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Borderline Personality Disorder (cont.)

Borderline Personality Disorder Medications

While medications can be helpful in reducing some of the specific mood symptoms of BPD, they by no means cure the disorder. Given the high number of mood problems that characterize this illness, practitioners take care to try and minimize the number and doses of medications in order to avoid exposing the person with BPD to numerous side effects. Using multiple medications at the same time, also called polypharmacy, can also put the person at risk for attempting to use their supply of medications to commit suicide.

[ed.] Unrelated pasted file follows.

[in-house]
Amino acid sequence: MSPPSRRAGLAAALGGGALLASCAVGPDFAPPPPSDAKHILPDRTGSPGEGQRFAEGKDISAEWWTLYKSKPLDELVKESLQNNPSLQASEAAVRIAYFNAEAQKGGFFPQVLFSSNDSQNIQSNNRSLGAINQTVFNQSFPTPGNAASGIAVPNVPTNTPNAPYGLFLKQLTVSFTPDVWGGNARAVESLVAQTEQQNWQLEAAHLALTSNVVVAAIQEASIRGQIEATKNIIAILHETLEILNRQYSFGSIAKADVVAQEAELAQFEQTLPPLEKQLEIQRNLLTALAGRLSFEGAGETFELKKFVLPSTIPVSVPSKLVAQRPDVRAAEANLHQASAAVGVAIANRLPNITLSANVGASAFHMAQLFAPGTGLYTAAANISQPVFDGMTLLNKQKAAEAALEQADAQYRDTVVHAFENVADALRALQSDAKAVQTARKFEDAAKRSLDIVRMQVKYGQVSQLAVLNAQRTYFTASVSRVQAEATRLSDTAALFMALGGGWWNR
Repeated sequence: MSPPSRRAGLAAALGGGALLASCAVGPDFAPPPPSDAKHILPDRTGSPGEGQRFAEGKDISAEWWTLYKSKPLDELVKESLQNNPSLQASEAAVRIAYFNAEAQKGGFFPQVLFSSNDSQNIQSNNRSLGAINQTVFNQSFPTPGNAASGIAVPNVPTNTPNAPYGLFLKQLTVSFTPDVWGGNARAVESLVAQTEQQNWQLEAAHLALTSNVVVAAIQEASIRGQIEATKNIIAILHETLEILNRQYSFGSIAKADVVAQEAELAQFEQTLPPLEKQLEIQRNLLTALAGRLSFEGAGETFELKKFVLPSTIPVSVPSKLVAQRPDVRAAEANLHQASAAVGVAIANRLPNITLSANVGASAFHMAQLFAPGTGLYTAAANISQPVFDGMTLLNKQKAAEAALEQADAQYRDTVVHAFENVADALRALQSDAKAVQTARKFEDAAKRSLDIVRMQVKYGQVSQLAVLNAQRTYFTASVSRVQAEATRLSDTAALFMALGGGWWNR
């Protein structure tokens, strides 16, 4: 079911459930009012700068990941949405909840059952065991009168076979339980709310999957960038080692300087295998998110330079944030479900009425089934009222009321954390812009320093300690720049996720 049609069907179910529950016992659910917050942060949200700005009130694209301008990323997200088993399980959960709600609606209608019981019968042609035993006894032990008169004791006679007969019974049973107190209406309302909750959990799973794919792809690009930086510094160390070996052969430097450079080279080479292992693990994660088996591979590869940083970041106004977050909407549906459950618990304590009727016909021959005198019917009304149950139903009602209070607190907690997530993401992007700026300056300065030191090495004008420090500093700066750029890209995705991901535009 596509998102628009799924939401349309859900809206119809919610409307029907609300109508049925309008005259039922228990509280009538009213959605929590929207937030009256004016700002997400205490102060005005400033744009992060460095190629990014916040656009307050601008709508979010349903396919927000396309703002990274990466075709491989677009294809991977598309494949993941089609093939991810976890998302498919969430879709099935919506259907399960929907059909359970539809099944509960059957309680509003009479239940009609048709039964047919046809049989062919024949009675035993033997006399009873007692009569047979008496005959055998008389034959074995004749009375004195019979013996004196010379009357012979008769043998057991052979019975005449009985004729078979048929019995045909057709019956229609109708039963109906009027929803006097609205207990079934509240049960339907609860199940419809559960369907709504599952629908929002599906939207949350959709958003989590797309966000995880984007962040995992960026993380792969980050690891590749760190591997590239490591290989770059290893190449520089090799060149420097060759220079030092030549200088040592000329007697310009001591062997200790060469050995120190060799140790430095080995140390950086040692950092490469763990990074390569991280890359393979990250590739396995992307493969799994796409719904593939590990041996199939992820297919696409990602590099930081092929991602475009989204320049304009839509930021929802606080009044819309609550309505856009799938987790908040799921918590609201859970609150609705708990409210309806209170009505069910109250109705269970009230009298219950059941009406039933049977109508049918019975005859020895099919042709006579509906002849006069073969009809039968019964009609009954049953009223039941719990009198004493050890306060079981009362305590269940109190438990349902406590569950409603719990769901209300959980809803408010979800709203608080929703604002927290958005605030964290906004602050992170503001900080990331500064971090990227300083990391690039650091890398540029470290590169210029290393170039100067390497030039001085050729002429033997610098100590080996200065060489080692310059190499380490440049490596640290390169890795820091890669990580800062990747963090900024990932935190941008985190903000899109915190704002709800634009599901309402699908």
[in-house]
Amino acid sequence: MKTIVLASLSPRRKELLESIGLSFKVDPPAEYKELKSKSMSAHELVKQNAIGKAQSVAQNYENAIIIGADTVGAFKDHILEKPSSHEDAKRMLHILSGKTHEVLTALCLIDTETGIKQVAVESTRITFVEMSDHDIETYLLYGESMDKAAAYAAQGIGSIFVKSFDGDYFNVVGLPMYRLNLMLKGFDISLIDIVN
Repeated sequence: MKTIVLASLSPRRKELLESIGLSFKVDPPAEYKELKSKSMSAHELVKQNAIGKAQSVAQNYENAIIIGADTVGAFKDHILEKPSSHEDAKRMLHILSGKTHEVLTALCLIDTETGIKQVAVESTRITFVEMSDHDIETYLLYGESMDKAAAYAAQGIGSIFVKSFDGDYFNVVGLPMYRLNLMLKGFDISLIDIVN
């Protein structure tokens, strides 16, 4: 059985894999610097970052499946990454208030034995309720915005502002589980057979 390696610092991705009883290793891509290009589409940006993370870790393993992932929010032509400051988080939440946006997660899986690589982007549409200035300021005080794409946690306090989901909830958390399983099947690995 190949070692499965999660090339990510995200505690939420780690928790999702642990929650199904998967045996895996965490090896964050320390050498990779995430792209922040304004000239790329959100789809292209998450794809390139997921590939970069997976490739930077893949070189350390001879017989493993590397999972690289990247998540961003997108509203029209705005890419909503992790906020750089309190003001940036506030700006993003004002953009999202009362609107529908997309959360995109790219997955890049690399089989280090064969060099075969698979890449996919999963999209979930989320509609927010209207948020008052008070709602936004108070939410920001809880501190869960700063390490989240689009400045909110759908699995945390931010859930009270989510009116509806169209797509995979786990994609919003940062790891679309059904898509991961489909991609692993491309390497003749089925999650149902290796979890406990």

Despite these risks, careful use of medications can help achieve some symptom relief in certain people with BPD. Examples of antidepressants include medications that affect the activity of the chemical serotonin in the brain (serotonergic medications) like fluoxetine (Prozac), sertraline (Zoloft), paroxetine (Paxil), citalopram (Celexa), and escitalopram (Lexapro). They are often used due to the combinations of high effectiveness and relatively low occurrence of serious side effects. Other antidepressants that practitioners frequently use to address mood symptoms for individuals with BPD include antidepressants that impact the activity of serotonin as well as epinephrine and norepinephrine, like venlafaxine (Effexor) and duloxetine (Cymbalta), as well as those that affect the activity of dopamine in the brain like bupropion (Wellbutrin). Older antidepressants like tricylics (for example, amitriptyline [Elavil], imipramine [Tofranil]) and monoamine oxidase inhibitors (for example, tranylcypromine [Parnate]) are not used as often as they used to be due to difficulties with possible side effects and the possibility of overdose.

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